Is this your last Christmas together?

It’s well known that applications for divorce hit their peak each January. And it makes sense – you’ve held it together over Christmas for the sake of your families. In 2020 you’ve put up with one of the most stressful years on record. And the New Year is time for change. A fresh start.

If that’s you this December, you’re not alone. But that doesn’t mean it’s any easier. Is this your last Christmas together? will guide you through how to cope if you’re thinking this is your last Christmas together.

Had enough?

It’s been a tough old year for most of us. One way or another we’ve all been affected by the Covid-19 pandemic. My clients are exhausted, my friends are exhausted, I’m exhausted.

Often when we get to December Christmas is the straw that breaks the camel’s back. Things have been on the rocks with your other half for some time. And now there are the stresses of present-buying, school festivities, meeting everyone’s expectations. You can’t bear going through it all again. Enough is enough. You’ve decided you’ll stagger through this Christmas and that’s it.

Is it mutual?

Is it just you feeling this way? Or has your spouse had enough too? It’s helpful to know where both of you stand. It might feel like an extra thing to add to the festive to-do list, but a simple opener like,

“Have you got a minute to chat? I’m feeling as though we’re at the end of our marriage. Is it just me?”

can lead to an insightful conversation. Only if it’s done appropriately though! This is not something to lob into an argument because you intend to hurt, or to raise just before one of you has a work meeting.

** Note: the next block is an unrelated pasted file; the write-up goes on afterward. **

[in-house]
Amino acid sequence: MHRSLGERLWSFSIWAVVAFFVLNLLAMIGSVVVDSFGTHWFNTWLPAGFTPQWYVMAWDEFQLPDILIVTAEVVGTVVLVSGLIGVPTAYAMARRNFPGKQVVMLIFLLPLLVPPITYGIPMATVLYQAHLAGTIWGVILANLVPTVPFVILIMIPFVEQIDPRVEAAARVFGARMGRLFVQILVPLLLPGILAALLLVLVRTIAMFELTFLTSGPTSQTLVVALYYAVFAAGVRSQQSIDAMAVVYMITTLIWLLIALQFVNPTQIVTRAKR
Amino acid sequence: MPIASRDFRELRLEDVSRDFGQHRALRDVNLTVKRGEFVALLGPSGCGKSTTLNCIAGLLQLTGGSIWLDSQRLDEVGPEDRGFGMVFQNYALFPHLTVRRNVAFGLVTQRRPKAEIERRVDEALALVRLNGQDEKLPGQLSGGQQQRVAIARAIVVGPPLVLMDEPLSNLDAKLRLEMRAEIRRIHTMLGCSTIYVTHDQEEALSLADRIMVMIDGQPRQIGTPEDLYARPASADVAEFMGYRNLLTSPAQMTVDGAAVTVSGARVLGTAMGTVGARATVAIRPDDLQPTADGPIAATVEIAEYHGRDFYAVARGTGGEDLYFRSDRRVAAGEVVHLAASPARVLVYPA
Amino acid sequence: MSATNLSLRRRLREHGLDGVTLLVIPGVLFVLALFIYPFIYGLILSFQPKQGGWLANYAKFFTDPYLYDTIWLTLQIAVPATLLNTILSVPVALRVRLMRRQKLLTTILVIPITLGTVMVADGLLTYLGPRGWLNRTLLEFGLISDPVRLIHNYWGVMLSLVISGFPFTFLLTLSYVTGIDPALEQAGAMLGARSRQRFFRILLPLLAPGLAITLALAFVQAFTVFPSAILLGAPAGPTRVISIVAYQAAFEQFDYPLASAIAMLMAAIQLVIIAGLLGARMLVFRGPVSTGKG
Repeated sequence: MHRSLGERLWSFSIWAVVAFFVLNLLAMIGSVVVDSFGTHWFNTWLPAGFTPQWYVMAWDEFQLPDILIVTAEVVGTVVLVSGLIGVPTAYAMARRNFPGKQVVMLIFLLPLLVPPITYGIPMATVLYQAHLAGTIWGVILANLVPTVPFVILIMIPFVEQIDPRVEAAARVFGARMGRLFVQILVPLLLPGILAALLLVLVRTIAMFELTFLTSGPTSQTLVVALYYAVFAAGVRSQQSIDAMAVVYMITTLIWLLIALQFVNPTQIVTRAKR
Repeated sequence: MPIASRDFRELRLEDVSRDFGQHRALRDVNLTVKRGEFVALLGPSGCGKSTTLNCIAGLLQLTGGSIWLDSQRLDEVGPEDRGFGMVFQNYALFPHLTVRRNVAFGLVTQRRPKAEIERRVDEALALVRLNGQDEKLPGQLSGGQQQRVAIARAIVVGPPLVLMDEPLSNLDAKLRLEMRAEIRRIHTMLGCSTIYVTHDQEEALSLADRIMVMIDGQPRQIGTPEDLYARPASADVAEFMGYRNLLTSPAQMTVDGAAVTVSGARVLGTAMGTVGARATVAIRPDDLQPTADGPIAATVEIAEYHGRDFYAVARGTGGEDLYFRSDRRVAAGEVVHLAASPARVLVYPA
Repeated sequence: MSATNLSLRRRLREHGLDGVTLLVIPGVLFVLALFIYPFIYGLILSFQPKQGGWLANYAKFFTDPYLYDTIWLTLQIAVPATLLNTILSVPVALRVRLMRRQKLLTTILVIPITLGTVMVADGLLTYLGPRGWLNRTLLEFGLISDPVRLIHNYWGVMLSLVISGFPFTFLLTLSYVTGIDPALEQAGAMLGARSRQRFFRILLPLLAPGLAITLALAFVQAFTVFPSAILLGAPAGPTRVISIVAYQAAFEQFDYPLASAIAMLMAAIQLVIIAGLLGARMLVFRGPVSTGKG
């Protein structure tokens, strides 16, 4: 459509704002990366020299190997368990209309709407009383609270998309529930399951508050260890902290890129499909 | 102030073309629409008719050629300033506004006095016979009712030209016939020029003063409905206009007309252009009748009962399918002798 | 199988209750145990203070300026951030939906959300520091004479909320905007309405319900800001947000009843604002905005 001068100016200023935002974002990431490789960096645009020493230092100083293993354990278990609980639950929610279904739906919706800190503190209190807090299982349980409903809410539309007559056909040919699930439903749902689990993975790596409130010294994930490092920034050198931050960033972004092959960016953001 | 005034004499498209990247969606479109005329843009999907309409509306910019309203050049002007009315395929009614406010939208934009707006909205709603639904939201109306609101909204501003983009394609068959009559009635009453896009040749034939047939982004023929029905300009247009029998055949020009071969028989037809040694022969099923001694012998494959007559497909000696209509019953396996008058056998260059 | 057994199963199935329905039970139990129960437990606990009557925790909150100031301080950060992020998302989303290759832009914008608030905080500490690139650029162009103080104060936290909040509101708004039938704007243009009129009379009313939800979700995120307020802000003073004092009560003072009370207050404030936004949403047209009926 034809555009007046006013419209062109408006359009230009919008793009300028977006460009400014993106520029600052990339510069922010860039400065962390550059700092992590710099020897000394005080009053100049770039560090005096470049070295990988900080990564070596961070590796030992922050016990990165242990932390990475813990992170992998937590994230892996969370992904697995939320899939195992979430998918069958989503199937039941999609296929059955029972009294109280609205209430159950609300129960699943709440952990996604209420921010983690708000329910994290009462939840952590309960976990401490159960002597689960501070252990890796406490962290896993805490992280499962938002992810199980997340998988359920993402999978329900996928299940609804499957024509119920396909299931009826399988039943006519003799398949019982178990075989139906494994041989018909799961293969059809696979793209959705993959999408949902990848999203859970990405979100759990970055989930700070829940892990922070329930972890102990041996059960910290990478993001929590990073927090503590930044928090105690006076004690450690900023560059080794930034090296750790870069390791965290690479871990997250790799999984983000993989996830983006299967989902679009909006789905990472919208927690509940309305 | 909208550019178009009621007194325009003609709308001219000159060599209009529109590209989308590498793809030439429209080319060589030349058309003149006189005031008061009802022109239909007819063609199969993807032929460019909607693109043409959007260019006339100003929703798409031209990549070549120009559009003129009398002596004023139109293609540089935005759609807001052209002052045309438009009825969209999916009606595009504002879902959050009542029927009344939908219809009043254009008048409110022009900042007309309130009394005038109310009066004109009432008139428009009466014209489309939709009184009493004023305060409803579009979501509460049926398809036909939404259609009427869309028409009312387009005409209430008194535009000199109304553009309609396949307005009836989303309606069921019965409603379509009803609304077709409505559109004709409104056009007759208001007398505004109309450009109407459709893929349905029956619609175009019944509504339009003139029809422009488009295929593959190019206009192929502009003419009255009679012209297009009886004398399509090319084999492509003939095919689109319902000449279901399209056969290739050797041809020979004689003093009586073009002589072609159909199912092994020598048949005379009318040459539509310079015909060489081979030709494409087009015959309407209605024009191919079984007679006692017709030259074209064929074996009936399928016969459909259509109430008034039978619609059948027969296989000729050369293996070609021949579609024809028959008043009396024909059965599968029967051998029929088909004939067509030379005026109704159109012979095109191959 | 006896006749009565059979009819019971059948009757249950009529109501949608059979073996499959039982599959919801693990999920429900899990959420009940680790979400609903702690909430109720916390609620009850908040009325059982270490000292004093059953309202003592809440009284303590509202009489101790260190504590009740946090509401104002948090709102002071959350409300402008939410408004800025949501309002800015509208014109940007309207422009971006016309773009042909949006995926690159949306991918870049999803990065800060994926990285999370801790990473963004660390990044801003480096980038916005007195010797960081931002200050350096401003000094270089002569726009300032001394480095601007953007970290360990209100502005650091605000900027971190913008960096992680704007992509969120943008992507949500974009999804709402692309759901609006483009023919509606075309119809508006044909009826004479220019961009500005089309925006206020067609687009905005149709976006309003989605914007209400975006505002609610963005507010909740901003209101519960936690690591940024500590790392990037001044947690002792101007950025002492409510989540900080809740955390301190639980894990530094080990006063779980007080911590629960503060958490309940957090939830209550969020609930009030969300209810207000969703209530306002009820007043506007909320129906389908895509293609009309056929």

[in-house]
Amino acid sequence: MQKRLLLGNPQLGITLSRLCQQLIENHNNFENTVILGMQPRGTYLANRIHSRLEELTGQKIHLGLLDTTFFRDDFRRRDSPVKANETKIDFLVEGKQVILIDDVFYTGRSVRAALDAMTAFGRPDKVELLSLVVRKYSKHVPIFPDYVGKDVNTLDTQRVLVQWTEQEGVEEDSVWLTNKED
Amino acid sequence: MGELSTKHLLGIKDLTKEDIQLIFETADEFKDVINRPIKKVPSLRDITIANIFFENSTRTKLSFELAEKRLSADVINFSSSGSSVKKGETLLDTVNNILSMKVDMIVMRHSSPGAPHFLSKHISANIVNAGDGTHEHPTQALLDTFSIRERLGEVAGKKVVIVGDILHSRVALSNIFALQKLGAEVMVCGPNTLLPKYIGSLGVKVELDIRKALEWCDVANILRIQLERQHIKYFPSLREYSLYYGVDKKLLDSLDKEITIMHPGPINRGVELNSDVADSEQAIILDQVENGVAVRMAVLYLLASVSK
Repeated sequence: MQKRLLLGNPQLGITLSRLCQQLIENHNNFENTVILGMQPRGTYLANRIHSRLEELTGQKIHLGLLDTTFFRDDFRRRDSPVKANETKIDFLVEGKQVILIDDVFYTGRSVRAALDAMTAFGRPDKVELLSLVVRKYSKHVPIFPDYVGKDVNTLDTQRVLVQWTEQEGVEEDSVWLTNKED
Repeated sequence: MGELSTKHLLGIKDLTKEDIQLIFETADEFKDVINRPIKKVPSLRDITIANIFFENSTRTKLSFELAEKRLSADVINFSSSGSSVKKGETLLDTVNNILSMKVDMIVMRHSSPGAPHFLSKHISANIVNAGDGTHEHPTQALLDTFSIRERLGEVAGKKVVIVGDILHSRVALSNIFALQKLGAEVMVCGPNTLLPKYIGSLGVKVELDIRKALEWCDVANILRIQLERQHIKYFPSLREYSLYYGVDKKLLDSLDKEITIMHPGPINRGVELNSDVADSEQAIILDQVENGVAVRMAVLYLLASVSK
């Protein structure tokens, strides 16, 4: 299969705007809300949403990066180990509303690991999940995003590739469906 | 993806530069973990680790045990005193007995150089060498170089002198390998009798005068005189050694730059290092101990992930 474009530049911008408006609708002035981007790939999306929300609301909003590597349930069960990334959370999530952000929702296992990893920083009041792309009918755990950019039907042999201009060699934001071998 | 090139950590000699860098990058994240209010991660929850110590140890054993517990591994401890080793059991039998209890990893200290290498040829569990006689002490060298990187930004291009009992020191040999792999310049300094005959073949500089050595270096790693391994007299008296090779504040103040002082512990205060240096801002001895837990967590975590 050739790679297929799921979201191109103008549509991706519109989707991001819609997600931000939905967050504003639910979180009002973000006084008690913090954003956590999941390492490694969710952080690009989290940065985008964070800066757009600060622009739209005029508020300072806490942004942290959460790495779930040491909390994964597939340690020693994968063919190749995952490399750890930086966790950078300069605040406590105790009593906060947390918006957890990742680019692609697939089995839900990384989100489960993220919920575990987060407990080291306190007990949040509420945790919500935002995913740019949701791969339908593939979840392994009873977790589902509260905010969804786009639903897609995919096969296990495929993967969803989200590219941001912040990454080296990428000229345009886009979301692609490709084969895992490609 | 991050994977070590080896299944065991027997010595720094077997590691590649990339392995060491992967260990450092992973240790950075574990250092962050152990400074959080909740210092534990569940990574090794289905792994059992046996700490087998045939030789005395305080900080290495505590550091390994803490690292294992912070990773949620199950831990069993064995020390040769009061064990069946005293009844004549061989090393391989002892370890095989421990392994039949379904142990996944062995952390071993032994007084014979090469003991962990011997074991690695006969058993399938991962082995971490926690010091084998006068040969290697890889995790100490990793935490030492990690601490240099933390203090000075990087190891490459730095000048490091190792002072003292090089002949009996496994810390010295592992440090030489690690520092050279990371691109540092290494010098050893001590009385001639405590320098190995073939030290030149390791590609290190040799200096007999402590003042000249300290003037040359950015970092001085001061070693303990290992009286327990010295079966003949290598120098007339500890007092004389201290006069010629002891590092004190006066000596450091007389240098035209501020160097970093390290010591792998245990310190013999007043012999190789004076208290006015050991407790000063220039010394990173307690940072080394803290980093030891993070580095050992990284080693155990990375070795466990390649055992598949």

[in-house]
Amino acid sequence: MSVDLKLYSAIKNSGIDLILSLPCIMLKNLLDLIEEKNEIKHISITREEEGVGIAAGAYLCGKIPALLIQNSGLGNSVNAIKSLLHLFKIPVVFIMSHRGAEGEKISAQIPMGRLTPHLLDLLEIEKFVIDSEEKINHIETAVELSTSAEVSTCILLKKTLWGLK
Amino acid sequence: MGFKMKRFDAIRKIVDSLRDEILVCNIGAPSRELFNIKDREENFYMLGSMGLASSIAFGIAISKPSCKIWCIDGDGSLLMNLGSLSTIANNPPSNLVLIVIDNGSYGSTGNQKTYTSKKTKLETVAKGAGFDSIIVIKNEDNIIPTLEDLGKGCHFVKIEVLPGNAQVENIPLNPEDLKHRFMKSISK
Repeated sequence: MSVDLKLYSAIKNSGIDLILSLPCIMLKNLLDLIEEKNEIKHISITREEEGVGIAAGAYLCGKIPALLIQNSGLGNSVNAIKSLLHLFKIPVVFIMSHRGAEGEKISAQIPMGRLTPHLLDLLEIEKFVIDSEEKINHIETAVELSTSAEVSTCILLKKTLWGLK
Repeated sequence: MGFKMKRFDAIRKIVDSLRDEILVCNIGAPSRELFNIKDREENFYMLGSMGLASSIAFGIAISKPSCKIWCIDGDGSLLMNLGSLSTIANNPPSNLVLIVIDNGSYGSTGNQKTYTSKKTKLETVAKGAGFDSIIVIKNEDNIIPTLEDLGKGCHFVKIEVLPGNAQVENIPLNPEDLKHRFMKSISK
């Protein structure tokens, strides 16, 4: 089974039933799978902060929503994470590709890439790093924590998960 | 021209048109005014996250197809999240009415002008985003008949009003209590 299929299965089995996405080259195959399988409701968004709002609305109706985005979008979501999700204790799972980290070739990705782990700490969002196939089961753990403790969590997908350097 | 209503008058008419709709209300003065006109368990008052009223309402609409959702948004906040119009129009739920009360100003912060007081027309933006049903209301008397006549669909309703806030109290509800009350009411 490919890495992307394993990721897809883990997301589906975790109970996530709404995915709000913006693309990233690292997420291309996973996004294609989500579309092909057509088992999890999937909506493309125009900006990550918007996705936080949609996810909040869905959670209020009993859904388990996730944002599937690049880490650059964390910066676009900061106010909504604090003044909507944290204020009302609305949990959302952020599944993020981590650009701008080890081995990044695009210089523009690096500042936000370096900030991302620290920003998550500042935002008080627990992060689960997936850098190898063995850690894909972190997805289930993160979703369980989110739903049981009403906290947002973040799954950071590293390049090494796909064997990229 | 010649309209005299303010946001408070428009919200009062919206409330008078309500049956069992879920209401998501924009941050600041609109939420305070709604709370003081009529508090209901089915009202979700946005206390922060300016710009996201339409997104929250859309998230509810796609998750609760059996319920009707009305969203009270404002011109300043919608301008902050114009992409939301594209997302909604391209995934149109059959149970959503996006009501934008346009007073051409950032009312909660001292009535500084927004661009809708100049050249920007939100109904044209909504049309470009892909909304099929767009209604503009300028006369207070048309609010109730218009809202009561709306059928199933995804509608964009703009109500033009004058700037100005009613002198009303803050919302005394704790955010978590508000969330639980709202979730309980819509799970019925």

Find a quiet time when you’re feeling calm to bring it up. And then, listen. Is this your last Christmas together? is a valid question. A whole range of scenarios might unfold. You might find your partner’s been feeling this way too, and doesn’t know what to do about it. You might find they’re completely taken aback that anything’s wrong. You might find they’ve been intending to raise the subject of divorce themselves. Or any number of other responses.

However you feel about what they say, keep your cool. It takes courage to have a conversation like this – courage from both of you.

Can you rewrite the story?

Just because one or both of you is feeling unhappy in your marriage doesn’t mean it has to be the end. If you’re able to have an honest and civil conversation about what’s wrong, that means there’s a chance you can put it right.

Relationship counselling or can be a helpful way to work through your issues together. A trained practitioner will help you both dig into your thoughts and feelings and be heard by the other person. And ultimately, they can help you to reconcile on a better footing, or establish a non-combative divorce process.

Do bear in mind this sort of honest discussion is unhelpful if you’re married to someone with narcissistic tendencies. You can read more about relationships with narcissists here.

It’s unlikely you’ll be able to fit in sessions before Christmas. But a commitment to seek help in the new year may start to set things right. And you can both approach Christmas knowing you’ve taken a step for your future happiness – whatever happens. Which may allow a little more festive spirit to flow.

Use what you’ve learned this year

The stresses of lockdown have taught us all a few things. We know, more than ever, what pushes our buttons at home. And hopefully, we’re a little more aware of our coping mechanisms – the good and the bad.

What did you do when things got too much back in May? Did you plug the children in front of the TV and call a friend? Did you go for a walk? Did you down a bottle of gin? Choose the most helpful of all those coping mechanisms (so maybe not the whole bottle of gin) and make a list now. Write down all the things you find soothing, energising or nurturing when you’re at a low ebb.